If this woman becomes a single mother and starts dating, her situation with her ex prioritizing her kids over her will seem ridiculous, and she will wish she was back in those days. I say that because divorced, single parents have a very hard time seeing each other because of kid obligations. Case in point: I had breakfast with my boyfriend this morning after having not seen him for almost a week and we live 5 minutes away from each other. The reason: kid stuff.
The worst thing I’ve heard about this husband so far is that he walks 10 feet in front of his wife. That is no small thing and it bugs me big time. It is disrespectful and embarrassing, and he looks like an ass to other people. But, that said, he listened to his wife’s request and it sounds like he now walks next to her.
In fact, it sounds like he listens to his wife a lot! When she tells him she is not happy, he listens and tries to change. Foolish of her to think she can change him (maybe he’s just a little selfish by nature, which isn’t the worst thing) but at least he changes temporarily, which shows that he truly cares about her and the relationship.
So now, she says enough is enough and again, and once again he’s trying to change. So, this is really no different than her regular “cycle” only this time she is threatening to end the relationship.
Here’s the thing. I’m not in this marriage, and my advice is coming solely from this woman’s letter. But my gut says that this couple has a lot going for them in that the husband wants to work things out and is bending over backwards to try to stay together. That’s huge. If he didn’t love her, this was his out!
This woman’s problem is that she is trying to make this man into someone he is not, instead of deciding either to stay with him and take what he can give, or just leave and don’t look back.
I’m sure it is very hard for her to stay because she doesn’t trust that he will change. In other words, what’s different this time? And I am going to agree with her that he probably won’t change for more than a few months. But, I’m saying so what? I’m saying make it work by compromising and enjoying what you have.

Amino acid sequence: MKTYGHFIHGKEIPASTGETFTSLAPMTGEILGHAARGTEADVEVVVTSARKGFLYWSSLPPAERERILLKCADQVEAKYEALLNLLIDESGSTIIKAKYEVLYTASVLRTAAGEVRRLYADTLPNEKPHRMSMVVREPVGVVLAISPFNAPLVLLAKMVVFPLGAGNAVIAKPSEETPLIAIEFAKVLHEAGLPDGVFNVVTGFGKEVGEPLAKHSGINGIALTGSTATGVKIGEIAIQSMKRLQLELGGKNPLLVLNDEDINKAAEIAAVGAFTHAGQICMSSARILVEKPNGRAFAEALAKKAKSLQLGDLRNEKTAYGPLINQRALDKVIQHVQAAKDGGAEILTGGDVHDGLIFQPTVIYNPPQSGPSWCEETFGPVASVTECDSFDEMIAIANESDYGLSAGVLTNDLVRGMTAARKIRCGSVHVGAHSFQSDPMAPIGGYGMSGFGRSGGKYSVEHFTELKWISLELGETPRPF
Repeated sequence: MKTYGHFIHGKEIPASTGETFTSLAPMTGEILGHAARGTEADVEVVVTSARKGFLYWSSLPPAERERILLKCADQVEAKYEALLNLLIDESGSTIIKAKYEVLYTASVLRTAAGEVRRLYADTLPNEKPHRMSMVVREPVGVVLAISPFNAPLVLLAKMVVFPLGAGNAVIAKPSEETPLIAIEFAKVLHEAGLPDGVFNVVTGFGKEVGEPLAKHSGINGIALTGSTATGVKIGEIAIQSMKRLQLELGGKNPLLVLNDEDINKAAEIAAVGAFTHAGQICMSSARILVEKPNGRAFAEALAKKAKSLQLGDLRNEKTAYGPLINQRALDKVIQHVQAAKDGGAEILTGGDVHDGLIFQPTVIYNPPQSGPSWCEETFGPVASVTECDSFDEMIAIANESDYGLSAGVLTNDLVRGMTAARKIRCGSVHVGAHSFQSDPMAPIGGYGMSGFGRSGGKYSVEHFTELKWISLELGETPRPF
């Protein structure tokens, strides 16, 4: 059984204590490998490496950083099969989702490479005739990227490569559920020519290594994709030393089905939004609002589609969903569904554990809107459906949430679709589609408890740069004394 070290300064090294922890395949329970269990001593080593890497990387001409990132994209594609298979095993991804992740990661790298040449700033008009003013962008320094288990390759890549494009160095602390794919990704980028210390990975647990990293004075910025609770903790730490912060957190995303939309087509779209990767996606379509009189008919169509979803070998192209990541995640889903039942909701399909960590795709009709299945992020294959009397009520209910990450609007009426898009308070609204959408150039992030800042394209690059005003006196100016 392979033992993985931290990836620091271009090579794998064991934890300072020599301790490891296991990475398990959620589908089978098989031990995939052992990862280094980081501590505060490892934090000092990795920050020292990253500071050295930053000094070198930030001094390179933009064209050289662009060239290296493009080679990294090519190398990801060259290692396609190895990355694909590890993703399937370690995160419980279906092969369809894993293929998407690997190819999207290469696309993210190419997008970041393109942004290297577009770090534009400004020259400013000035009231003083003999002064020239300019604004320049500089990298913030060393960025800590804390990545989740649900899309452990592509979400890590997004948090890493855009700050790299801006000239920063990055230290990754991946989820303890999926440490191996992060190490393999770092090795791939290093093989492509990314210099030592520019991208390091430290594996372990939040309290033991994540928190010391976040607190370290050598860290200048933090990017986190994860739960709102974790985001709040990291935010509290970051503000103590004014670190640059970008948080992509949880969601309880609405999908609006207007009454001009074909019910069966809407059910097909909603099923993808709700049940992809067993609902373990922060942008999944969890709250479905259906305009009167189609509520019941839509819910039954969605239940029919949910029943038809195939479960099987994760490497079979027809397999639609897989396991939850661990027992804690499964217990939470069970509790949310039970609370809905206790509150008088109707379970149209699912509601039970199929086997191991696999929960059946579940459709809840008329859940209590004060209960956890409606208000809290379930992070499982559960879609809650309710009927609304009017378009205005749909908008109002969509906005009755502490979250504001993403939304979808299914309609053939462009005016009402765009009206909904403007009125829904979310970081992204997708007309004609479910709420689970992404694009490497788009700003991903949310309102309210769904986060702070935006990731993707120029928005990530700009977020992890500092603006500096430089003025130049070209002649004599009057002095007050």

I’m saying that she should “get a life” and I mean that in a really really nice way. She should find independence and happiness in other aspects of her life and that might accomplish not only her increased self-love and self-esteem, but her husband’s attraction to his wife. There is nothing more irresistible to a man than a woman who has a full and happy life. No man wants to feel like he is everything in his spouse’s life.
The last thing I want to address is the end of her email: Should I hold on until I know either way 100% or is a gut feeling what is needed to make the right decision?
I think that knowing 100% and a gut feeling are the same thing. So, if her gut says leave, than she is 100% sure and should. But, I hope she doesn’t. Look, no one should have to live in an unhappy situation, so I’m not telling her to stay if she is miserable. But, I just feel like this sounds like a good marriage that with counseling and some self-improvement from both spouses could really be saved.
If she is willing to expect less and let go of the resentment she has towards his past behavior, and he is willing to try harder and walk with her (as opposed to in front of her) I think that’s a really good start.
Jackie Pilossoph is the creator of her website, Divorced Girl Smiling. The author of her novels, Divorced Girl Smiling and Free Gift With Purchase, Pilossoph also writes the weekly dating and relationship column, Love Essentially, published in the Chicago Tribune Pioneer Press. Pilossoph lives with her family in Chicago. Oh, and she’s divorced.